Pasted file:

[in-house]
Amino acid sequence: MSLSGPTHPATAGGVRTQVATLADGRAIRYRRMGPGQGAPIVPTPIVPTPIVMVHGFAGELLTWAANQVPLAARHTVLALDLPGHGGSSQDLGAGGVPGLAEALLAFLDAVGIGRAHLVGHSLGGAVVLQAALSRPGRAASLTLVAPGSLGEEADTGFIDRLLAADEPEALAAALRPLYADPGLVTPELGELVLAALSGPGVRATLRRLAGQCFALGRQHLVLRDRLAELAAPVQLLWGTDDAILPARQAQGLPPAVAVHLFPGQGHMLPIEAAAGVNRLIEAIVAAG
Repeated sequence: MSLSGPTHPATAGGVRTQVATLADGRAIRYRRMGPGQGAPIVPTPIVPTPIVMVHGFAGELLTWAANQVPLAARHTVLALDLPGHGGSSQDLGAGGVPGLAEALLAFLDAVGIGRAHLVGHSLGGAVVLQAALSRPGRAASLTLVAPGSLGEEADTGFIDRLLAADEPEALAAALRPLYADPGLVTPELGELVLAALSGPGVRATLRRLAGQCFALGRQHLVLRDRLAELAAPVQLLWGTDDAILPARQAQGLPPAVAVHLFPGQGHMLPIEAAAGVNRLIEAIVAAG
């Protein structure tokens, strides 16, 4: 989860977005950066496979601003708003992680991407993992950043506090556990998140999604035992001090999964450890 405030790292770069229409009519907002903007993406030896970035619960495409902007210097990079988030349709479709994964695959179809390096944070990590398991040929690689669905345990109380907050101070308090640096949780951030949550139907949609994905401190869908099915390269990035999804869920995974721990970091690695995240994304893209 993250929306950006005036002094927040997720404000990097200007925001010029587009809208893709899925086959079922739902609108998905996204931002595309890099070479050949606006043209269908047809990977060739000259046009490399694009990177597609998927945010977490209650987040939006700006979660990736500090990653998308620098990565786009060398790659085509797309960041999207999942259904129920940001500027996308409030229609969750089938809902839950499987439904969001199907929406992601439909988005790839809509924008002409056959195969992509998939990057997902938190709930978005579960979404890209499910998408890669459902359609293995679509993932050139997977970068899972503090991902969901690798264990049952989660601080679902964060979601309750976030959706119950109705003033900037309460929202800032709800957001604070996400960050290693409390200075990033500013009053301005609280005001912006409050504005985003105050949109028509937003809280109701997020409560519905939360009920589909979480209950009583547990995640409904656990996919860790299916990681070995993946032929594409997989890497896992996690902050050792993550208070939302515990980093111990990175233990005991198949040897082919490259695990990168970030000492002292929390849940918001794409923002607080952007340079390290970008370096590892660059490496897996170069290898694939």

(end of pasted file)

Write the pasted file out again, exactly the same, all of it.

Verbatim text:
[in-house]
Amino acid sequence: MSLSGPTHPATAGGVRTQVATLADGRAIRYRRMGPGQGAPIVPTPIVPTPIVMVHGFAGELLTWAANQVPLAARHTVLALDLPGHGGSSQDLGAGGVPGLAEALLAFLDAVGIGRAHLVGHSLGGAVVLQAALSRPGRAASLTLVAPGSLGEEADTGFIDRLLAADEPEALAAALRPLYADPGLVTPELGELVLAALSGPGVRATLRRLAGQCFALGRQHLVLRDRLAELAAPVQLLWGTDDAILPARQAQGLPPAVAVHLFPGQGHMLPIEAAAGVNRLIEAIVAAG
Repeated sequence: MSLSGPTHPATAGGVRTQVATLADGRAIRYRRMGPGQGAPIVPTPIVPTPIVMVHGFAGELLTWAANQVPLAARHTVLALDLPGHGGSSQDLGAGGVPGLAEALLAFLDAVGIGRAHLVGHSLGGAVVLQAALSRPGRAASLTLVAPGSLGEEADTGFIDRLLAADEPEALAAALRPLYADPGLVTPELGELVLAALSGPGVRATLRRLAGQCFALGRQHLVLRDRLAELAAPVQLLWGTDDAILPARQAQGLPPAVAVHLFPGQGHMLPIEAAAGVNRLIEAIVAAG
């Protein structure tokens, strides 16, 4: 989860977005950066496979601003708003992680991407993992950043506090556990998140999604035992001090999964450890 405030790292770069229409009519907002903007993406030896970035619960495409902007210097990079988030349709479709994964695959179809390096944070990590398991040929690689669905345990109380907050101070308090640096949780951030949550139907949609994905401190869908099915390269990035999804869920995974721990970091690695995240994304893209 993250929306950006005036002094927040997720404000990097200007925001010029587009809208893709899925086959079922739902609108998905996204931002595309890099070479050949606006043209269908047809990977060739000259046009490399694009990177597609998927945010977490209650987040939006700006979660990736500090990653998308620098990565786009060398790659085509797309960041999207999942259904129920940001500027996308409030229609969750089938809902839950499987439904969001199907929406992601439909988005790839809509924008002409056959195969992509998939990057997902938190709930978005579960979404890209499910998408890669459902359609293995679509993932050139997977970068899972503090991902969901690798264990049952989660601080679902964060979601309750976030959706119950109705003033900037309460929202800032709800957001604070996400960050290693409390200075990033500013009053301005609280005001912006409050504005985003105050949109028509937003809280109701997020409560519905939360009920589909979480209950009583547990995640409904656990996919860790299916990681070995993946032929594409997989890497896992996690902050050792993550208070939302515990980093111990990175233990005991198949040897082919490259695990990168970030000492002292929390849940918001794409923002607080952007340079390290970008370096590892660059490496897996170069290898694939």